1700–1913

Turquerie – the reception of the Orient in Europe

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Desired, feared and romanticized – the reception of the Orient in the Occident varies according to historical circumstance between attitudes of rejection and appropriation.

Turquerie or the fashion for all things Turkish denotes the European interest in the Orient, particularly the culture of the Ottoman empire, and its influence on art and culture from the sixteenth century onwards. It was – and is – primarily not so much concerned with the real circumstances pertaining in these countries but rather a product of European fantasies about the fabled luxury of Oriental cultures; Turkey was familiar as a supplier of luxury goods such as spices, perfumes, coffee and tea.

Fantasies of the Orient as a locus of the ‘Other’, of the exotic and decadent, culminated in the nineteenth-century depictions of the harem as a place of female erotic sexuality from which men were barred. All these ideas manifested themselves in many genres of art as well as in aspects of courtly – and later upper-middle-class – daily life, such as  dress, fabrics, interiors and porcelain. This fantasy of the Orient as a place of luxury and riches provided Europeans with opportunities for self-expression and differentiation.

The long-lived Turkish fashion was fuelled from a broad spectrum of images ranging from the barbaric foe of the West and the brave warrior to the cultivated, even erotic exotic figure. Writers and philosophers used the Orient as a screen onto which they could project critiques of their own societies and designs for better ones.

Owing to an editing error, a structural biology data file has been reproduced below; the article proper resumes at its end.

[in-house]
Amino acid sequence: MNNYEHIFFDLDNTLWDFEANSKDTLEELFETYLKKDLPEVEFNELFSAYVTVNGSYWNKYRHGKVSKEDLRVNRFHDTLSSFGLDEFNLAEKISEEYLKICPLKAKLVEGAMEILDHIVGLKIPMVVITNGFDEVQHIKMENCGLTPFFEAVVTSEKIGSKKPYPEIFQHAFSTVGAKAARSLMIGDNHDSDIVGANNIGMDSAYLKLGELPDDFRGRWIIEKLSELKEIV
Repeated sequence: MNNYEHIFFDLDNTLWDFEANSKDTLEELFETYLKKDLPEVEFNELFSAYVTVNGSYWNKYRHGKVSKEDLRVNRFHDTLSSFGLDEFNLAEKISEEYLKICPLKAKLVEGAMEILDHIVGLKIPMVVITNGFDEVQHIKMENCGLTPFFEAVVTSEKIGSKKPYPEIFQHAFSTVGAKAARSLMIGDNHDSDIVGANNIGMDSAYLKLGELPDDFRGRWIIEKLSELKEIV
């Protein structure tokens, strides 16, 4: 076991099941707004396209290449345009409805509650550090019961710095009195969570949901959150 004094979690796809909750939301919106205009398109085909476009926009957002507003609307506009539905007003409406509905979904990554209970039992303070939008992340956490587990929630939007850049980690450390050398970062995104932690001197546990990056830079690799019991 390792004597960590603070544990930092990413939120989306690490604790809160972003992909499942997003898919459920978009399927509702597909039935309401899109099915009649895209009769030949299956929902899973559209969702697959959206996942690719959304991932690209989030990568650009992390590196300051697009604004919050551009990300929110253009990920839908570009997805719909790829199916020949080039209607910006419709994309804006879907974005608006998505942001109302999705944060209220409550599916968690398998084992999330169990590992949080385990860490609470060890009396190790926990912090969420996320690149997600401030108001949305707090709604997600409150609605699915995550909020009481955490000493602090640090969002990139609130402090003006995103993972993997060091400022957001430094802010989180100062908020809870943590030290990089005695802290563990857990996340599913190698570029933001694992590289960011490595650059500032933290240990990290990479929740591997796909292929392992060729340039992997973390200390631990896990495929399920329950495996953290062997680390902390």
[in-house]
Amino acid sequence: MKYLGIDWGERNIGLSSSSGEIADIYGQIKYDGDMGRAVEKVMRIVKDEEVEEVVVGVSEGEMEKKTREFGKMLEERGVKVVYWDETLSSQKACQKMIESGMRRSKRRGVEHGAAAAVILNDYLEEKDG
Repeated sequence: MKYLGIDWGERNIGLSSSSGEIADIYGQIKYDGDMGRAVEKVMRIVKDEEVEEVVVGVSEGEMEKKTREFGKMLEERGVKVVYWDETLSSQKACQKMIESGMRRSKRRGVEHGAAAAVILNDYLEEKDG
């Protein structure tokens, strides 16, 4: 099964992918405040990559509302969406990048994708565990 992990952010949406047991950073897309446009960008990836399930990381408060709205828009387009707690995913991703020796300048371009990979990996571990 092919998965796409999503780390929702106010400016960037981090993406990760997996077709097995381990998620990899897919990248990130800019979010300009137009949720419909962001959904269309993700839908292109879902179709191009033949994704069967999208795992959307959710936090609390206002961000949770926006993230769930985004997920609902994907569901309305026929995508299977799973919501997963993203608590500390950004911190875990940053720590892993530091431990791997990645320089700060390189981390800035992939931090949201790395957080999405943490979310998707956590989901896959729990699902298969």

These images shifted and changed with the prevailing political and cultural situation and were instrumentalized accordingly: under the influence of the Enlightenment, the ‘Oriental’ was invested with qualities such as goodness, tolerance and strength of faith, a famous example being the characters in Mozart’s opera The Abduction from the Seraglio. In previous centuries, when the Turks had represented a real danger to certain European countries, the reception of Oriental culture swung between fear and admiration. This opposition underlay ‘practices’ such as tournaments in which military victories over the Turks and Christendom over Islam were ‘performed’. A popular pastime both at court and in lower middle-class and peasant circles was Türkenkopfstechen, which involved impaling wooden figures or heads of Turks from the back of a galloping horse.

Julia Teresa Friehs